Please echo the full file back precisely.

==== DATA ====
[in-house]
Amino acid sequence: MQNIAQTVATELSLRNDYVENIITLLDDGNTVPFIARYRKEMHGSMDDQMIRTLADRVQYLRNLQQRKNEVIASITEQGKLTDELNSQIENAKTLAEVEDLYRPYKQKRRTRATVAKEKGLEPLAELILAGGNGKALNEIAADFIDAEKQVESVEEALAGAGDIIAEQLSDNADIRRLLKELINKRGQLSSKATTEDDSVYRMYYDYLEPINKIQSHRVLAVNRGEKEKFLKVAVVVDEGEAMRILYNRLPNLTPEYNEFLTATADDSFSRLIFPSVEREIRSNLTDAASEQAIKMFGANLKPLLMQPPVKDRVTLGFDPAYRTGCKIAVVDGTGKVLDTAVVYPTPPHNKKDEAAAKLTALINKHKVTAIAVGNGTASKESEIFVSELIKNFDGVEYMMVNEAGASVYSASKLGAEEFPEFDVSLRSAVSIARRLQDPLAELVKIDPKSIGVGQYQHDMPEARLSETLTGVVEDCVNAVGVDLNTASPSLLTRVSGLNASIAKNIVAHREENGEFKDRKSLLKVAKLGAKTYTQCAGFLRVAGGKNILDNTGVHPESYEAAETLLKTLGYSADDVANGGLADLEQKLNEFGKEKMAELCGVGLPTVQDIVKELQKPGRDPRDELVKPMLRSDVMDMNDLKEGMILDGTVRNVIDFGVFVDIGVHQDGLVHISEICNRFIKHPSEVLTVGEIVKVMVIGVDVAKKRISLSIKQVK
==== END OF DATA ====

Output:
[in-house]
Amino acid sequence: MQNIAQTVATELSLRNDYVENIITLLDDGNTVPFIARYRKEMHGSMDDQMIRTLADRVQYLRNLQQRKNEVIASITEQGKLTDELNSQIENAKTLAEVEDLYRPYKQKRRTRATVAKEKGLEPLAELILAGGNGKALNEIAADFIDAEKQVESVEEALAGAGDIIAEQLSDNADIRRLLKELINKRGQLSSKATTEDDSVYRMYYDYLEPINKIQSHRVLAVNRGEKEKFLKVAVVVDEGEAMRILYNRLPNLTPEYNEFLTATADDSFSRLIFPSVEREIRSNLTDAASEQAIKMFGANLKPLLMQPPVKDRVTLGFDPAYRTGCKIAVVDGTGKVLDTAVVYPTPPHNKKDEAAAKLTALINKHKVTAIAVGNGTASKESEIFVSELIKNFDGVEYMMVNEAGASVYSASKLGAEEFPEFDVSLRSAVSIARRLQDPLAELVKIDPKSIGVGQYQHDMPEARLSETLTGVVEDCVNAVGVDLNTASPSLLTRVSGLNASIAKNIVAHREENGEFKDRKSLLKVAKLGAKTYTQCAGFLRVAGGKNILDNTGVHPESYEAAETLLKTLGYSADDVANGGLADLEQKLNEFGKEKMAELCGVGLPTVQDIVKELQKPGRDPRDELVKPMLRSDVMDMNDLKEGMILDGTVRNVIDFGVFVDIGVHQDGLVHISEICNRFIKHPSEVLTVGEIVKVMVIGVDVAKKRISLSIKQVK